More yelling by this guy and more calm questions by Matthew (he stayed so calm, ya’ll have no idea) and we were finally given the green light to at least move out of the way of traffic.  We slowly eased to the side of the road to continue the discussion.

The cop wanted our documents before he would tell us our violation, Matthew saw it the other way around.  Matthew had rolled up his window, minus an inch, while pulling over and showed him the proper paperwork through the closed window, but he wouldn’t even look at it.

The moment we realized it was serious was when they pulled out this little tool. It looked like an oversized hairpin. Matthew said to me, “they’re going to open our valve stem!” To have a flat tire would be truly a horrific situation, so Matthew asked what they really wanted.

Out of nowhere, our friend showed up – the first cop we had tipped and said hello to.  He knew he couldn’t leave his buddies in the dust, but he was going to save our day.  He asked for $100.  I chimed in with a smile and said, “Papa, nous sommes missionarres!  No argent!”. (Sir, we are missionaries! No money!) He smiled at us, I might even remember a wink, and I pulled out a $5.  Matthew took it and gave it to them.  Of course they asked for more.  We told them we had nothing more, except 1000fc – about $1. They took it and let us go.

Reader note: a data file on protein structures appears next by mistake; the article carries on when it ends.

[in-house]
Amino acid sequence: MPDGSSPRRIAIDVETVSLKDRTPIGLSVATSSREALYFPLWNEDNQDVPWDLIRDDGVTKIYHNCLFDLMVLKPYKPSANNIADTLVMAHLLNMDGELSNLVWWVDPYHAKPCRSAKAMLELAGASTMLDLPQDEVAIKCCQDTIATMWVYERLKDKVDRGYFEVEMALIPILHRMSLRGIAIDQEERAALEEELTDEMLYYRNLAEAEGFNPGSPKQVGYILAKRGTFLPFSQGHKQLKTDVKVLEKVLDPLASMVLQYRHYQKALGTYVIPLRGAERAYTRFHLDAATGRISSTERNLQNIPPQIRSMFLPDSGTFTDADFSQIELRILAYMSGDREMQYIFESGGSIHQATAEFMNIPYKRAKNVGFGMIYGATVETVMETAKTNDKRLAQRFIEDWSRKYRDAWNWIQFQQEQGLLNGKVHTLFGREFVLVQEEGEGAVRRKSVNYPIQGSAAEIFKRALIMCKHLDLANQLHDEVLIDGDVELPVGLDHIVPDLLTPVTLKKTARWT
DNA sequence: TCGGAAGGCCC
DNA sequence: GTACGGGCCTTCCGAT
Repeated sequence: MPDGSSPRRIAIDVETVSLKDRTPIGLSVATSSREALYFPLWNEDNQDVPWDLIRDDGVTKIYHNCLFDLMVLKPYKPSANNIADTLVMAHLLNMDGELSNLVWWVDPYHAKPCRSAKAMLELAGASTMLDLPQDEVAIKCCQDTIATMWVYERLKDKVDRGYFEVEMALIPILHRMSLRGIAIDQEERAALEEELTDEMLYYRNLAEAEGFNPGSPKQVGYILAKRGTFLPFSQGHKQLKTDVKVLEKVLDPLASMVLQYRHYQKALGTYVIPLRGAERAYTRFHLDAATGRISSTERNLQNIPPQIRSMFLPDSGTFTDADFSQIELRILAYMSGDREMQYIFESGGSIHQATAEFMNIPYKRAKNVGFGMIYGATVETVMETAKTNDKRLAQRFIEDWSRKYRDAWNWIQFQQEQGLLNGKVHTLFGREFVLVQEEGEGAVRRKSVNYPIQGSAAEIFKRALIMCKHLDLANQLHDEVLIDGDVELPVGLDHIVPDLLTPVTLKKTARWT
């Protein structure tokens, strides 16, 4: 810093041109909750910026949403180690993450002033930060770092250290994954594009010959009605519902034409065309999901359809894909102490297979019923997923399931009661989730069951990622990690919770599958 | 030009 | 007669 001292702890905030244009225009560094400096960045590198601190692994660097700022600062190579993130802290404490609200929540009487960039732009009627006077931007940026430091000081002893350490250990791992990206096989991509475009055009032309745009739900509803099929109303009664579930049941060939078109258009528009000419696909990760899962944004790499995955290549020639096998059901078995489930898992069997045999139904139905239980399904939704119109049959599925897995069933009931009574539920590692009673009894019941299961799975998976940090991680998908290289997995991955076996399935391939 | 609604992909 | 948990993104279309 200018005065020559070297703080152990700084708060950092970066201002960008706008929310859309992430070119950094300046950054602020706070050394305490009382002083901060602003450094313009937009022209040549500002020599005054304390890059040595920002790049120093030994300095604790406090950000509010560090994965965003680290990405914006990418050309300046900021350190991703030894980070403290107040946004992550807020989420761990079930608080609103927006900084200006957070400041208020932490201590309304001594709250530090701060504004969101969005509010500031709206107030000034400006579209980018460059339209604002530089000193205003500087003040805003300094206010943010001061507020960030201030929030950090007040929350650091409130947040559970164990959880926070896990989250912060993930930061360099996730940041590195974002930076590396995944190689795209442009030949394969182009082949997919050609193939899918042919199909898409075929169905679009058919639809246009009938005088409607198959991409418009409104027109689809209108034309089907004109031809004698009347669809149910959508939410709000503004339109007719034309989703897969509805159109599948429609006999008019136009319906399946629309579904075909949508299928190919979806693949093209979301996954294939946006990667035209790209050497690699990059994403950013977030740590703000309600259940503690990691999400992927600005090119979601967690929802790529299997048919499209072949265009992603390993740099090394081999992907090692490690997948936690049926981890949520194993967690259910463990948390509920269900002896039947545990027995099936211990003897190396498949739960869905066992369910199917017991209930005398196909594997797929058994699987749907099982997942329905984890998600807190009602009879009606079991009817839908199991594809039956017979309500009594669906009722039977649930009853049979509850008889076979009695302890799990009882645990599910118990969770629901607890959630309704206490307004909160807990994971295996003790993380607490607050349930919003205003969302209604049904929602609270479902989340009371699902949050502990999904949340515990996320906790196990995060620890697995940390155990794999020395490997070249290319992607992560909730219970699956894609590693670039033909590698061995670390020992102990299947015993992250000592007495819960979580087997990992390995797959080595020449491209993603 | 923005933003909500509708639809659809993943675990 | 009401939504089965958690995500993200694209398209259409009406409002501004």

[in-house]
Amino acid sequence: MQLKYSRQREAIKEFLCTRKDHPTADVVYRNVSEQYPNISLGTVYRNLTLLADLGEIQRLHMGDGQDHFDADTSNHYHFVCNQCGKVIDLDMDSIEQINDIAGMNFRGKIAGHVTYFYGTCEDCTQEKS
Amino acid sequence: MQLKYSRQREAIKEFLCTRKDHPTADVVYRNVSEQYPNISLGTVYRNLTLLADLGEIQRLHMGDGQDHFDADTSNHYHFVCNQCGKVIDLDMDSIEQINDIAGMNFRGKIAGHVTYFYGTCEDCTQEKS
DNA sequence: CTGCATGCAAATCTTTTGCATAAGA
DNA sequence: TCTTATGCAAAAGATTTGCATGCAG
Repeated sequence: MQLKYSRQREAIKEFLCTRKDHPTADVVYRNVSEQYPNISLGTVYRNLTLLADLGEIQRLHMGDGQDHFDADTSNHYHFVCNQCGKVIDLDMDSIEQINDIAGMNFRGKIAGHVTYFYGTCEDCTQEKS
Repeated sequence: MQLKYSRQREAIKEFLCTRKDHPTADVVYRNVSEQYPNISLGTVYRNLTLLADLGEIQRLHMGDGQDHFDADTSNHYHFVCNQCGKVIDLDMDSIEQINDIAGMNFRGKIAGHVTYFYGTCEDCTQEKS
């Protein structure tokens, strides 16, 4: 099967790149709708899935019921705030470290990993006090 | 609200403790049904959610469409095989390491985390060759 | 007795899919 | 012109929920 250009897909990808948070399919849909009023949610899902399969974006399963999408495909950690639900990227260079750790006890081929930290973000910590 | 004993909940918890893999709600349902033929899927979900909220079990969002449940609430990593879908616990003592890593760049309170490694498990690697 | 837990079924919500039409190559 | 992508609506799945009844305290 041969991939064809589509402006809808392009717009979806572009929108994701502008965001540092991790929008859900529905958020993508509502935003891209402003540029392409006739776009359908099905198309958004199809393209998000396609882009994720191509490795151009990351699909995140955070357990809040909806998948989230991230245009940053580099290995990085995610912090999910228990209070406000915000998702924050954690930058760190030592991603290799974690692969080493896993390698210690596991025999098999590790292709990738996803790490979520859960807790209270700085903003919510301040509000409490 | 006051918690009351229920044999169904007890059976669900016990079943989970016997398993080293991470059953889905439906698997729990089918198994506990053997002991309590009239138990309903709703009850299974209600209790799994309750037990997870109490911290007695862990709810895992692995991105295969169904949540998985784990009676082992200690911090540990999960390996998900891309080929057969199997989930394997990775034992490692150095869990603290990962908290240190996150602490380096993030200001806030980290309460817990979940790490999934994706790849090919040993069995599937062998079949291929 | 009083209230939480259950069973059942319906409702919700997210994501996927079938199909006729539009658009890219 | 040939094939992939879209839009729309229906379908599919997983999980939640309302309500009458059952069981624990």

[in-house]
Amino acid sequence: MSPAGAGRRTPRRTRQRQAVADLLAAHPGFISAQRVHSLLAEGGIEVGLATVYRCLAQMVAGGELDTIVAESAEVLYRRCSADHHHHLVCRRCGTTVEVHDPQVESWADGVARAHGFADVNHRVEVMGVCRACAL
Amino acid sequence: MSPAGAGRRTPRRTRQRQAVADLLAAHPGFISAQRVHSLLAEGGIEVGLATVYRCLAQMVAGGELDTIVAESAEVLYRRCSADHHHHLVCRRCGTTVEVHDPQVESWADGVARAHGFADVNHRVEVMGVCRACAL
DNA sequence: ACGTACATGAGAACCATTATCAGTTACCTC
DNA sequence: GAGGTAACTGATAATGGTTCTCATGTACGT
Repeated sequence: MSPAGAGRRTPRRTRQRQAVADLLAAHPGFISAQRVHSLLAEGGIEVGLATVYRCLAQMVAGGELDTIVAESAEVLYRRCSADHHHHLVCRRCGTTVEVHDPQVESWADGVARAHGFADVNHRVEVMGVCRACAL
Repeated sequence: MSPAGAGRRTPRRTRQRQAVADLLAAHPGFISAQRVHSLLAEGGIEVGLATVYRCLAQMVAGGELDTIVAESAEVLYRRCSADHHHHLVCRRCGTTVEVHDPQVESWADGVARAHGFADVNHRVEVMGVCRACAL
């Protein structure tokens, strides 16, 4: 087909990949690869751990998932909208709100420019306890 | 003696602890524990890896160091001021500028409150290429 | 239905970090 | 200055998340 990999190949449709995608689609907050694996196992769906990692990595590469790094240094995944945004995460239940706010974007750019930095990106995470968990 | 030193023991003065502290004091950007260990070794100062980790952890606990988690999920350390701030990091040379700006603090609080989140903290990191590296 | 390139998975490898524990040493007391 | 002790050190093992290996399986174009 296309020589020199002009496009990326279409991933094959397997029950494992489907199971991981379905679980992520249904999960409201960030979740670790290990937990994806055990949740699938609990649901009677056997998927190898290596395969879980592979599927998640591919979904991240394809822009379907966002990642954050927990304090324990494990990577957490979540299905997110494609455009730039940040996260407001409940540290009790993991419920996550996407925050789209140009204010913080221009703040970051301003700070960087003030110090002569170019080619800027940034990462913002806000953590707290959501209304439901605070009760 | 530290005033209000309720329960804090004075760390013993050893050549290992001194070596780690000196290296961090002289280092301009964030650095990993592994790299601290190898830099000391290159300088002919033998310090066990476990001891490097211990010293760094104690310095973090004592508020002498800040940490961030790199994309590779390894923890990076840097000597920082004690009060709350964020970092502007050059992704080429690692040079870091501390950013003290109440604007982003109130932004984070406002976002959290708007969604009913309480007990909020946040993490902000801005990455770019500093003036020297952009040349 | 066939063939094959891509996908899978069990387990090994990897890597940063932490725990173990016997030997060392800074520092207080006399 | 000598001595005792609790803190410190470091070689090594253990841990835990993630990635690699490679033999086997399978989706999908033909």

A smile, a friendly hello, and a heavy heart for those who are an injustice to others, they can go a long way.  Are we mad?  No!  The one guy was unpleasant and a little scary, but most of the roulage we see are very friendly.  Are we scared?  No!  But we did take a different road home…not scared, but also not stupid. 

See?  Done with that experience and home to tell about it.

Other exciting news?  The adoptive couple we went to see had brought us our shiny new MacBook Pro.  We made the plunge since we kept hitting walls trying to fix our old one, and found a great deal in the Apple refurbished store.  Our old MacBook Pro we bought used off eBay before Levi was born.  It’s time for a newer model!  See?  The day seems better already!

4 Comments leave one →
  1. November 17, 2012 0829

    how scary for you all! Kudos to Matthew! Are the kiddos ok or still scared?

    • November 17, 2012 0829

      I suppose I didn’t mention the kids much because they were so chill about it all! Amelia got so hot the sweat dropped into her eyes (the vehicle did not have a/c) and that made her a little pouty, but otherwise they just watched and looked hot. They are very comfortable around Congolese and the language, so I doubt they noticed anything was wrong! Ha! Good question, though.

  2. Debby Spann permalink
    November 17, 2012 0829

    What is an “adoptive couple” and how did they get the MacBook Pro to bring to you? Were you driving the Frey’s vehicle?

  3. November 18, 2012 0829

    The Congo version of “good cop/bad cop.” Sorry you had to endure it in the heat but glad it was all good in the end. They must have more pity for small kids than they do for sick women. They stopped us once when I was dealing with a migraine and David told them I was sick but they wouldn’t let us go til we paid $20. Oh the stories you’ll have to tell your future grandchildren!